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Year : 2011  |  Volume : 14  |  Issue : 5  |  Page : 60-64

Acute disseminated encephalomyelitis: Treatment guidelines

1 Department of Neurological Sciences, Christian Medical College, Vellore, India
2 The Institute of Neurological Sciences, CARE Hospital, Hyderabad, India

Date of Submission26-Jan-2011
Date of Web Publication21-Jul-2011

Correspondence Address:
M Alexander
Professor of Neurology, Department of Neurological Sciences, Christian Medical College, Vellore, Tamil Nadu
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Source of Support: None, Conflict of Interest: None

DOI: 10.4103/0972-2327.83095

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How to cite this article:
Alexander M, Murthy J. Acute disseminated encephalomyelitis: Treatment guidelines. Ann Indian Acad Neurol 2011;14, Suppl S1:60-4

How to cite this URL:
Alexander M, Murthy J. Acute disseminated encephalomyelitis: Treatment guidelines. Ann Indian Acad Neurol [serial online] 2011 [cited 2021 Sep 28];14, Suppl S1:60-4. Available from:

   Introduction Top

Acute disseminated encephalomyelitis (ADEM) is a monophasic, postinfectious or postvaccineal acute inflammatory demyelinating disorder of central nervous system (CNS). [1],[2] The pathophysiology involves transient autoimmune response directed at myelin or other self-antigens, possibly by molecular mimicry or by nonspecific activation of autoreactive T-cell clones. [3] Histologically, ADEM is characterized by perivenous demyelination and infiltration of vessel wall and perivascular spaces by lymphocytes, plasma cells, and monocytes. [4]

The annual incidence of ADEM is reported to be 0.4-0.8 per 100,000 and the disease more commonly affects children and young adults, probably related to the high frequency of exanthematous and other infections and vaccination in this age group. [5],[6],[7],[8],[9] There seems to be no gender predominance. [10]

   Clinical Features Top

In ADEM, neurologic deficits develop 3-6 weeks following an antecedent event. The onset can be abrupt or may evolve over a period of several days. Prodromal illness may precede the neurologic symptoms. [10] ADEM can affect any part of the neuraxis and thus the clinical presentation is variable and usually polysymptomatic [Box 1]: altered mental status, pyramidal dysfunction, cerebellar ataxia, brainstem syndromes, optic neuritis, myelitis, and rarely myeloradiculopathy and extrapyramidal syndromes. [11],[12] Seizures are not uncommon, can be focal or generalized. Encephalitic illness is more common in children younger than 3 years. [Box 2] [12] Rarely ADEM may present with features of intracranial space occupying lesion, with tumefactive demyelinating lesions. [13],[14],[15],[16],[17]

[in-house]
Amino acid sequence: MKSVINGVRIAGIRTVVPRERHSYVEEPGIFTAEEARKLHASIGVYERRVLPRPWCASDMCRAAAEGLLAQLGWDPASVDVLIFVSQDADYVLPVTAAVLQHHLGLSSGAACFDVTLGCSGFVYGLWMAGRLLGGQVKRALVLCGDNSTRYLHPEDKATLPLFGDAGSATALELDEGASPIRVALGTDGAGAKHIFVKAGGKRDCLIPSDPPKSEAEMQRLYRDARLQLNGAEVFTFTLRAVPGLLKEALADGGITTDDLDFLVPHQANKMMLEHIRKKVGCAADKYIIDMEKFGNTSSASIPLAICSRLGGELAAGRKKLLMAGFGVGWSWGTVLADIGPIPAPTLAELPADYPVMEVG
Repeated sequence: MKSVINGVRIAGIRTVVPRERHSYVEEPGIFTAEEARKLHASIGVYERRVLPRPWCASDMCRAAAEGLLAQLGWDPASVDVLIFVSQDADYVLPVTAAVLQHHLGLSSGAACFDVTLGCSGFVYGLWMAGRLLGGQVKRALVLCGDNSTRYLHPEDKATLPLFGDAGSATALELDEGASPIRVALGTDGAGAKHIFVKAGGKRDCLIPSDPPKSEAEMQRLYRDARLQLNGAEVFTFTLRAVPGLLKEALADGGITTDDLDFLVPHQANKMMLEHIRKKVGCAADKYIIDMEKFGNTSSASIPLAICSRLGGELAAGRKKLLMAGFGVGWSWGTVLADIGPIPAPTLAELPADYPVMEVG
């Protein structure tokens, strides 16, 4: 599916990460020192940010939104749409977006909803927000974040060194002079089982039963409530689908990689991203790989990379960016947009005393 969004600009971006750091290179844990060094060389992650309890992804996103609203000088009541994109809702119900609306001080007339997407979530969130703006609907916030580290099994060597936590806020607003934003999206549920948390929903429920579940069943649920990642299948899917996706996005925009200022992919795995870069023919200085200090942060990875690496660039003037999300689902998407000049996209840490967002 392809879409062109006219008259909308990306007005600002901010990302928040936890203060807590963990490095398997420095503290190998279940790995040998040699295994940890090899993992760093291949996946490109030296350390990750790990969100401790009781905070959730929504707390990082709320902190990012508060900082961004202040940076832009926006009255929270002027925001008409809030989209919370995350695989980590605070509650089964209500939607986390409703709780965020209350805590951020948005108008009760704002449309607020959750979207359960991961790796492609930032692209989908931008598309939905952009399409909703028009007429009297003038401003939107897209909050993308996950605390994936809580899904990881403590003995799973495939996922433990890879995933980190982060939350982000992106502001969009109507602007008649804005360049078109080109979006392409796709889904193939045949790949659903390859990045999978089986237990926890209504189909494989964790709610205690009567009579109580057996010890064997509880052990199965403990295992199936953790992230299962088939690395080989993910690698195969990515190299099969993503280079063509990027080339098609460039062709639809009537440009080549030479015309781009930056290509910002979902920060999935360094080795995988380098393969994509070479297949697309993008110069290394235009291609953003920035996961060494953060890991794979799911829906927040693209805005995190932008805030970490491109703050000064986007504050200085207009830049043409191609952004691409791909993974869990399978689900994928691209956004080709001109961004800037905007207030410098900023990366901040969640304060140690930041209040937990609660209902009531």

Certain clinical presentations may be specific with certain infections: cerebellar ataxia for varicella infection, myelitis for mumps, myeloradiculopathy for Semple antirabies vaccination, and explosive onset with seizures and mild pyramidal dysfunction for rubella. [18],[19] Acute hemorrhagic leukoencephalitis and acute necrotizing hemorrhagic leukoencephalitis of Weston Hurst represent the hyperacute, fulminant form of postinfectious demyelination. [20]

   Diagnosis Top

Cerebrospinal fluid (CSF) is abnormal in about two-thirds of patients and shows a moderate pleocytosis with raised proteins. [21] Oligoclonal band in CSF is usually absent in ADEM whereas it is a common finding in the CSF in patients with multiple sclerosis (MS). [22]

Magnetic resonance imaging (MRI) is the imaging modality of choice to demonstrate white matter lesion in ADEM and MS. A recent study in children suggested the presence of any 2 of the MRI features: (1) absence of bilateral diffuse pattern; (2) presence of black holes; and (3) presence of 2 or more periventricular lesions help to differentiate MS from ADEM. The sensitivity and specificity of these criteria was 81% and 95%. respectively. In this study the total number of lesions did not differentiate ADEM from MS but periventricular lesions were more frequent in MS. [23] A study done to compare the MRI pattern of lesions, which could help to differentiate ADEM from MS found the following characteristics: solitary lesion, unilateral large lesion, cortical lesions, and subcortical grey matter (basal ganglia and thalamus) involvement. [24] Other studies suggested that bilateral thalamic lesion may be diagnostic of ADEM. [15],[16],[25],[26],[27],[28]

   Differential Diagnosis Top